The local organisers of SWAT seem to have everything under control. I don't have to worry about anything (except a nasty cold). The first day included some very nice talks. John Hershberger gave the first talk of the conference, "Simplified planar coresets for data streams" which gives a simple way of producing coresets for computing the extent of a point set in the plane. He (and Subhash Suri) combined several known techniques with a few nice ideas to obtain an optimal size coreset.
Another talk I enjoyed was on placing wireless devices in an internet cafe such that customers inside the cafe can be distinguished from people outside the cafe. The talk was given by Tobias Christ and they show that for a simple polygon with n vertices 3n/5 devices is sometimes necessary and that 4n/5 is always sufficient.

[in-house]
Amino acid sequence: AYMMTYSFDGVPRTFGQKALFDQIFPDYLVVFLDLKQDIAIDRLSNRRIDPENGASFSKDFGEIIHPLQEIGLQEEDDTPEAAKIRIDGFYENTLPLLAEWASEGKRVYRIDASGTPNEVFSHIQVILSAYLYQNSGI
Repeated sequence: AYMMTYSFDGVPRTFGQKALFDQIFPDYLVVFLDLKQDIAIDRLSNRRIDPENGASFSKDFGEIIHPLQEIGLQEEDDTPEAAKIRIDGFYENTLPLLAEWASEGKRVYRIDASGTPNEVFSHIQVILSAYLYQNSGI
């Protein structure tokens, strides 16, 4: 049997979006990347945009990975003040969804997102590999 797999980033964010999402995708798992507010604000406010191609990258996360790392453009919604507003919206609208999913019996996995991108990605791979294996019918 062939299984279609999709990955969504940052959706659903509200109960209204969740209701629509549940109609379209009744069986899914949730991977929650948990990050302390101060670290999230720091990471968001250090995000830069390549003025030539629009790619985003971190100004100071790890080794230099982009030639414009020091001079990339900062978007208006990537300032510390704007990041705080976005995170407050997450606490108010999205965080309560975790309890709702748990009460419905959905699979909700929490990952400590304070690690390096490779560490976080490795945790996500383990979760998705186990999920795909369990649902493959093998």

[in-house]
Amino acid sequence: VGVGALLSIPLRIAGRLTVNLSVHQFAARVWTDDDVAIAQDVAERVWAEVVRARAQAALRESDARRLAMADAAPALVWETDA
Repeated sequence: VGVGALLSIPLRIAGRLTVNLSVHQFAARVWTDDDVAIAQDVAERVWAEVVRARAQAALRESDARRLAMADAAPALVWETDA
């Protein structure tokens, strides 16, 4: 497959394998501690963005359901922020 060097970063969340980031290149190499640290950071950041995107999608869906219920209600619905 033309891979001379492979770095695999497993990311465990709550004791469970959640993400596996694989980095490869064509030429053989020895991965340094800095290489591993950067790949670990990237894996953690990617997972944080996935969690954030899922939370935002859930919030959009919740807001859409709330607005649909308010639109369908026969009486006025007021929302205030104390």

Vijay Vazirani gave a great invited talk on the relation between Nash bargaining and flexible markets. I don't know the area very well but Vijay gave a very good survey focussing on the fact that some of these problems can be stated as a convex program which can be shown to have a rational optimal solution which can be solved in polynomial time by using primal-dual techniques.
After the technical program there was a business meeting where various issues were discussed (more on that in an upcoming post), followed by a reception at the city hall (provided by the city of Gothenburg) and the PC dinner (for details of what was discussed see Michael's post).
Friday, July 11, 2008
Wednesday, June 11, 2008